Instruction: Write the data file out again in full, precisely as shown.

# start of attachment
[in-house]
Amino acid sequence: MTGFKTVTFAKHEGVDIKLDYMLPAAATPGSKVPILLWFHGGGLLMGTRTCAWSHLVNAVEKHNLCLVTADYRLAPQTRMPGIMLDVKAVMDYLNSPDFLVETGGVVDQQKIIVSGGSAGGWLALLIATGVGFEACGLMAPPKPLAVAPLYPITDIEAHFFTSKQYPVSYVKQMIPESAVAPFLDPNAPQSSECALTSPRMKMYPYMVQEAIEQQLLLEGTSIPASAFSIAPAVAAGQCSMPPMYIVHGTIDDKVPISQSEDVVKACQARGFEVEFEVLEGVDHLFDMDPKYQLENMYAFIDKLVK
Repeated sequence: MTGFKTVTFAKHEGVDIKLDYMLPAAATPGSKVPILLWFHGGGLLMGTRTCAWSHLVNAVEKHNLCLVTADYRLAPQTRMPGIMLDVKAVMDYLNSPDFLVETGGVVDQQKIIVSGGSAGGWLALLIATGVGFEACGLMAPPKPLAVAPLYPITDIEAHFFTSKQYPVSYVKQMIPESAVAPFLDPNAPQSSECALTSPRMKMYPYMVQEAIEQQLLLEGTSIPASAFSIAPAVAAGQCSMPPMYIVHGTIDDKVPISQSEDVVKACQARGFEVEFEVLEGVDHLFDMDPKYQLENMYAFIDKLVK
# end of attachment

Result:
[in-house]
Amino acid sequence: MTGFKTVTFAKHEGVDIKLDYMLPAAATPGSKVPILLWFHGGGLLMGTRTCAWSHLVNAVEKHNLCLVTADYRLAPQTRMPGIMLDVKAVMDYLNSPDFLVETGGVVDQQKIIVSGGSAGGWLALLIATGVGFEACGLMAPPKPLAVAPLYPITDIEAHFFTSKQYPVSYVKQMIPESAVAPFLDPNAPQSSECALTSPRMKMYPYMVQEAIEQQLLLEGTSIPASAFSIAPAVAAGQCSMPPMYIVHGTIDDKVPISQSEDVVKACQARGFEVEFEVLEGVDHLFDMDPKYQLENMYAFIDKLVK
Repeated sequence: MTGFKTVTFAKHEGVDIKLDYMLPAAATPGSKVPILLWFHGGGLLMGTRTCAWSHLVNAVEKHNLCLVTADYRLAPQTRMPGIMLDVKAVMDYLNSPDFLVETGGVVDQQKIIVSGGSAGGWLALLIATGVGFEACGLMAPPKPLAVAPLYPITDIEAHFFTSKQYPVSYVKQMIPESAVAPFLDPNAPQSSECALTSPRMKMYPYMVQEAIEQQLLLEGTSIPASAFSIAPAVAAGQCSMPPMYIVHGTIDDKVPISQSEDVVKACQARGFEVEFEVLEGVDHLFDMDPKYQLENMYAFIDKLVK